Supervisors Need More Guidance on Using Pillar 2 Tools

BIS paper says many prudential risks that arise from rising interest rates are “beyond the scope of Pillar 1” and better addressed through a robust Pillar 2 supervisory review process.

The Financial Stability Institute (FSI) of the Bank for International Settlements (BIS) has published a new paper calling for further guidance to support supervisors in addressing risks caused by rising interest rates.

The paper comes after recent banking collapses in the US that resulted in part from rapid interest rate hikes that affected the banks’ solvency and liquidity positions. It explores how the effects of rising interest rates on bank balance sheets are addressed in existing accounting and prudential frameworks and outlines their supervisory implications.

The paper says the recent episodes underscore the importance of banks adopting the Basel Framework’s definition of CET1 capital to ensure that market value fluctuations of all exposures subject to fair value accounting, are, at a minimum, reflected in the numerator of both CET1 risk-based capital and leverage ratios.

Pillars 1 and 2 of the Basel Framework aim to address the implications of rate shocks on a firm’s capital and liquidity risk profile. However, the paper says, many of the prudential risks that arise from rising interest rates and declining asset values are “beyond the scope of Pillar 1” and are “more effectively addressed through a robust supervisory review process under Pillar 2”.

“Pillar 1 prescribes minimum capital and liquidity requirements that, by design, are either narrow in scope or are not tailored for each bank’s risk profile,” the paper says. “Therefore, it cannot capture bank-specific risks posed by rising interest rates and falling asset values across a bank’s balance sheet.”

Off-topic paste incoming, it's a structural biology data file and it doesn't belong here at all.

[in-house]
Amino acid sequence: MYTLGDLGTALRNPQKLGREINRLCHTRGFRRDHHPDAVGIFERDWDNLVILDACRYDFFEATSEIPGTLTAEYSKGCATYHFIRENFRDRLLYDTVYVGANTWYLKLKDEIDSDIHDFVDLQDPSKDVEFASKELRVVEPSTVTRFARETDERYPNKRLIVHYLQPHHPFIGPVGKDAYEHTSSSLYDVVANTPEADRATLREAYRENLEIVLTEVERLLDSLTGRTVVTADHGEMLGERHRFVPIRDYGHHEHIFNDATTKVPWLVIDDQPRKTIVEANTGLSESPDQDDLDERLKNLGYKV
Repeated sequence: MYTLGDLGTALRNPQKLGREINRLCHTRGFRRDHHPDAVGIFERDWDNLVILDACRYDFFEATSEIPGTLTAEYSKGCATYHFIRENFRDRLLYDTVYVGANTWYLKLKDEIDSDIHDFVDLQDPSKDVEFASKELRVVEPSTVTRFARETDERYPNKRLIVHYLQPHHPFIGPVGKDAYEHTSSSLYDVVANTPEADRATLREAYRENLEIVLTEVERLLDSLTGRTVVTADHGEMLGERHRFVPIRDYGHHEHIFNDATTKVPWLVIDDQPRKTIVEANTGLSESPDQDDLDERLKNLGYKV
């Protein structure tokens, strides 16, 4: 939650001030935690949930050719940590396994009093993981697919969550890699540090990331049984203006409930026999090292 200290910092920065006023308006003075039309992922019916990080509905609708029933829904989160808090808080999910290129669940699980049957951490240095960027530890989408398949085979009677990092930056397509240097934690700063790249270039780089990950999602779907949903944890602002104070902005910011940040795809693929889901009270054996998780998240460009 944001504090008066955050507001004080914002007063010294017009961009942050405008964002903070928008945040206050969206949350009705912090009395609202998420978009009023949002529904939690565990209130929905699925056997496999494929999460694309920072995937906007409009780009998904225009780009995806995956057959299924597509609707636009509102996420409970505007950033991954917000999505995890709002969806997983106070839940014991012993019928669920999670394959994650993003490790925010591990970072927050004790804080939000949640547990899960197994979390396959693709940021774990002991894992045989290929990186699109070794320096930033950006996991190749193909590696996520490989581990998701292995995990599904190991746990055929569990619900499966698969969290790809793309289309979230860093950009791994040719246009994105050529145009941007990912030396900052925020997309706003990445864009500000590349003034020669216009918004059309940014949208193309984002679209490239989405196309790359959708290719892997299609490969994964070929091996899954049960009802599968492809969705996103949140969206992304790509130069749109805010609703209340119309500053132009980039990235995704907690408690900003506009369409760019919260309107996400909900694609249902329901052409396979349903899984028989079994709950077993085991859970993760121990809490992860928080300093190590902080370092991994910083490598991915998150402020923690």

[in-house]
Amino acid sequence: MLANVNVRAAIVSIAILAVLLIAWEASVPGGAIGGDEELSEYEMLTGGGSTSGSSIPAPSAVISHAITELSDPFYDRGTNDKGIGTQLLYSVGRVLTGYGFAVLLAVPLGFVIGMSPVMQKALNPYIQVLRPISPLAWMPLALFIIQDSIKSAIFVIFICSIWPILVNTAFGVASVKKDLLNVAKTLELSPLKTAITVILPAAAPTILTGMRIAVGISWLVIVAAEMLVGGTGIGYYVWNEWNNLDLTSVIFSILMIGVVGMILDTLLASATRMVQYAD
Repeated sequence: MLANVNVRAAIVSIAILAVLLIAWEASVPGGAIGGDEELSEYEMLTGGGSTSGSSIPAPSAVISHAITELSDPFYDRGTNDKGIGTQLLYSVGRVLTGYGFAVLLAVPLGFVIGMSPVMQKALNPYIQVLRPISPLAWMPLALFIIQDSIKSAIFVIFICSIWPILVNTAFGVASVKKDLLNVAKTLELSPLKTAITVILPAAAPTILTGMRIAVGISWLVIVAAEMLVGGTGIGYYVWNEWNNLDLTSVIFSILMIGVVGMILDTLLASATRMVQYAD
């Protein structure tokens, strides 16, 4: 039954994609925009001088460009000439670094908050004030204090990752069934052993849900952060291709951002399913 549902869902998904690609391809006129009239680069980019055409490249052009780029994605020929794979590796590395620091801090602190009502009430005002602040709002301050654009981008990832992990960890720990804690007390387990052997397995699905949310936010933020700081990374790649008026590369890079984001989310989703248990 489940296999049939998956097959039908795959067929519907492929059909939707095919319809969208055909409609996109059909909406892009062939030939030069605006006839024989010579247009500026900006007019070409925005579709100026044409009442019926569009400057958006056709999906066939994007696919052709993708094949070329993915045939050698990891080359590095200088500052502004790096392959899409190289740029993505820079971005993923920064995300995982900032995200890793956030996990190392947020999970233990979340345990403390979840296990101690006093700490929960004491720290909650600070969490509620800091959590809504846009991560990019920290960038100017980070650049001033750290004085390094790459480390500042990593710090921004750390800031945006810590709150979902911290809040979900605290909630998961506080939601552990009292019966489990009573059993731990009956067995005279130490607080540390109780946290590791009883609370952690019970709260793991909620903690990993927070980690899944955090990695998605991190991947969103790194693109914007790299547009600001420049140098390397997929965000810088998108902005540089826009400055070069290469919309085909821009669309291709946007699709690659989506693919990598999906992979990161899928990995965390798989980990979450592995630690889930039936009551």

For example, Pillar 1 requires capital coverage for adverse fluctuations in fair value for trading book exposures, which excludes all banking book items. In regards to liquidity, the requirements are based on assumptions with respect to banks’ ability to sell liquid assets and the relative stability of their funds’ providers that may not always reflect a bank’s liquidity risk profile.

The Pillar 2 supervisory review process, on the other hand, equips supervisors with a “broad range of tools to identify, assess and, if warranted, require remedial actions to address the collective impact of heightened interest rate, liquidity and business model risks on a firm’s overall risk profile”.

“By deploying quantitative (e.g. capital and liquidity add-ons) and, especially, qualitative measures (e.g. banks enhancing risk management and internal controls), supervisors can act on such
weaknesses before they crystallise, hence mitigating the risk of a crisis of confidence,” the paper says.

However, it notes, making the right calls at the right time on the most consequential issues that drive a firm’s overall risk profile is “easier said than done”. Specifically, the principles-based nature of Pillar 2 – which is premised on supervisors’ ability and will to exercise sound judgment – can result in “divergent supervisory practices within and across jurisdictions”.

While this latitude may be necessary to accommodate jurisdiction-specific circumstances, the paper says any excessive discrepancies in implementation could lead to “unwarranted fragmentation and could have an impact on financial stability”.

The paper says authorities may consider whether further guidance on the implementation of Pillar 2 is warranted to provide more structure and consistency in supervisory decision-making and, more broadly, to “enhance the quality of supervision at the global level”.

The paper is published here by Rodrigo Coelho, Fernando Restoy and Raihan Zamil.


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